Football: United the main event in Monaco

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The Independent Online
FOOTBALL is played in many places, but even Manchester United's much- travelled players can have been to few like the location which hosts their return to Europe. There may be docks and roadworks nearby, but little else surrounding the Stade Louis II to remind them of the Salford industrial estate they call home.

While Old Trafford dominates the west Manchester skyline, Monaco's ground, carefully landscaped to blend in with the tiled-roofed luxury apartments of grand prix drivers and retired financiers, is barely visible from the Grimaldi palace above.

Tonight, however, the eyes of the world, if not the Principality, will be on the elegant stadium. Television crews from the United States to Japan are here to see if this quarter-final first leg will find Alex Ferguson's side taking another step in their quest to emulate Sir Matt Busby's Champions' Cup winners of 30 winters ago.

Twice as many media attended Ferguson's press conference as that of Jean Tigana, the Monaco coach. In response, Ferguson was cool and reserved, Tigana all toothy smiles and giggles. Was the United manager feeling the pressure while his opponent relaxed? No. When the television cameras and tape recorders were switched off, so was the professional mask. Ferguson, having been careful not to give anything away nor to indicate either fear or over-confidence, now cracked jokes with English and French alike.

Tigana's demeanour, however, was indicative of the lesser expectation on the hosts. Football is a sideshow here and the biggest demands on them are from within; United carry the hopes of half a nation and the burden of history.

"The European games are special," Gary Neville said. "All the great sides have won the European Cup and that is the standard we want to set ourselves. It is important to win the trophy."

United are likely to go into the match with the team that finished Saturday's victory over Chelsea, Henning Berg and Phil Neville continuing to deputise for Gary Pallister - who is out for another seven to 10 days - and Ryan Giggs. Monaco have injury doubts over several players including John Collins of Scotland, but the serious concern is David Trezeguet. The new French cap has a knee injury and is likely to be replaced by Thierry Henry. A more than useful deputy, he is the tournament's top scorer.

Monaco are billed as a counter-attacking team, but they are not just sprinters. Twice in the Champions' League stage they came back from 2- 0 down, notably beating Sporting Lisbon 3-2 when the Portuguese side were defending in depth. The goalkeeper, Fabien Barthez, is the French No 1, Franck Dumas and Martin Djetou provide a strong defensive core, the midfield is well-balanced and hard-working. Algeria's Ali Benarbia is the link with Nigeria's Victor Ikpeba, the current African player of the year, and Henry or Trezeguet.

United have plenty of threat themselves despite the loss of Giggs, their most potent attacking weapon. "Who is their pivotal player?" Tigana was asked. "This is the problem, there is not just one," he said.

The former French international midfielder, who yesterday ended speculation about his future by extending his contract by two years, was gushing about United, but Ferguson said dismissively: "They all build us up. It's just talk," before heaping his own praise on Monaco, who he described as "the toughest draw we could have had" and "they are very good defensively."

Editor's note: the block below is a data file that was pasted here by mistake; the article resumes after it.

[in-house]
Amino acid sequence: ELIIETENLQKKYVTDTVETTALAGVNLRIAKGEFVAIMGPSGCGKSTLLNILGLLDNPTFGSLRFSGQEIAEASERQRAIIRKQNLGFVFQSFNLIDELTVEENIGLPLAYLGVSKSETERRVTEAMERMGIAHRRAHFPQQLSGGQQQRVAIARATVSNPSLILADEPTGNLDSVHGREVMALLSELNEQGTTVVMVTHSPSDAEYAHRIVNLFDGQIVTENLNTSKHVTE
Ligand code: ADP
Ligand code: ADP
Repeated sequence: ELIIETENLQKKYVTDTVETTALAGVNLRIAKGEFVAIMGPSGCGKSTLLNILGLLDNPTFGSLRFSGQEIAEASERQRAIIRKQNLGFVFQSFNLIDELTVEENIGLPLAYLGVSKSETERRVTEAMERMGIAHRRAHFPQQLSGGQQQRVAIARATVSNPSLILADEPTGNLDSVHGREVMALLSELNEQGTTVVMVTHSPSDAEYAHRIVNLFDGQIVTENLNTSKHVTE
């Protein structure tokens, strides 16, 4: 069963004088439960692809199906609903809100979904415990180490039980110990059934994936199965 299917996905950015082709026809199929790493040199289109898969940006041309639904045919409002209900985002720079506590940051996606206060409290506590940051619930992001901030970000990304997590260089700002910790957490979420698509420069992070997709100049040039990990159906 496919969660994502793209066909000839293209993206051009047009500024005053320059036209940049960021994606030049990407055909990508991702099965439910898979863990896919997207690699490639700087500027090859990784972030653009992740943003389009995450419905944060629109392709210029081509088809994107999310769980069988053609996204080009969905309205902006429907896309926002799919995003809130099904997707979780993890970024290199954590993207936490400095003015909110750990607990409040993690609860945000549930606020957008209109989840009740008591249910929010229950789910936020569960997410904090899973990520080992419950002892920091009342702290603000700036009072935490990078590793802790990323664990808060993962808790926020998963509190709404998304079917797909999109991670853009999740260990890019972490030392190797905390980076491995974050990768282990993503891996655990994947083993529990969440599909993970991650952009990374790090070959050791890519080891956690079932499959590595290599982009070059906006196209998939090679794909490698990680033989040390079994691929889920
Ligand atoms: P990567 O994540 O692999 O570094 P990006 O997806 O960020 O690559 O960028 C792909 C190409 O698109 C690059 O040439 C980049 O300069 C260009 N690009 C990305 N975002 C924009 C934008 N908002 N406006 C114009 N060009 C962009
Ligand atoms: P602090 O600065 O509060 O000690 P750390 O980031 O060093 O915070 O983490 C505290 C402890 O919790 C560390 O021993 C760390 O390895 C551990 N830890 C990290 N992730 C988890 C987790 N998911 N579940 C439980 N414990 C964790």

Both managers stressed it will be a night for discipline and concentration from their youthful teams. United, with only three bookings in the tournament (by far the best record) have Paul Scholes and Berg on yellow cards. Monaco could have eight players just one caution away from missing the second leg.

The referee, Manuel Diaz Vega, was excellent in United's win away to Fenerbahce last season, but Stuart Pearce was less enamoured by the handball he gave in England's match against Switzerland in Euro 96.

United supporters are here in numbers, although not many are thought to have arrived on the many English-registered yachts in the marinas - football gentrification has not gone that far. The fans are expected to occupy a third of the 15,000-seat ground, but many will still be left ticketless.

To reduce the risk of their swish boulevards being despoiled by excluded fans, Monaco are relaying the game on a big screen outside. A bright idea on the night, but a dangerous precedent in that it encourages fans to travel without tickets to future games.

Inside, there remains concern over the pitch which, despite being better than usual, is still very bobbly. Built over a car park with just eight inches of soil, it is usually a quagmire in winter and hard-baked in summer. A Monaco official admitted it is often a "champ des pommes de terre". It looked green as United trained last night, but this evening they hope to make hay.

Monaco (probable): Barthez; Dumas; Sagnol, Konjic, Leonard; Legwinski, Djetou, Collins; Benarbia; Ikpeba, Trezeguet or Henry.

Manchester United (probable): Schmeichel; G Neville, Johnsen, Berg, Irwin; Beckham, Scholes, Butt, P Neville; Cole, Sheringham.

Referee: M Diaz Vega (Spain).

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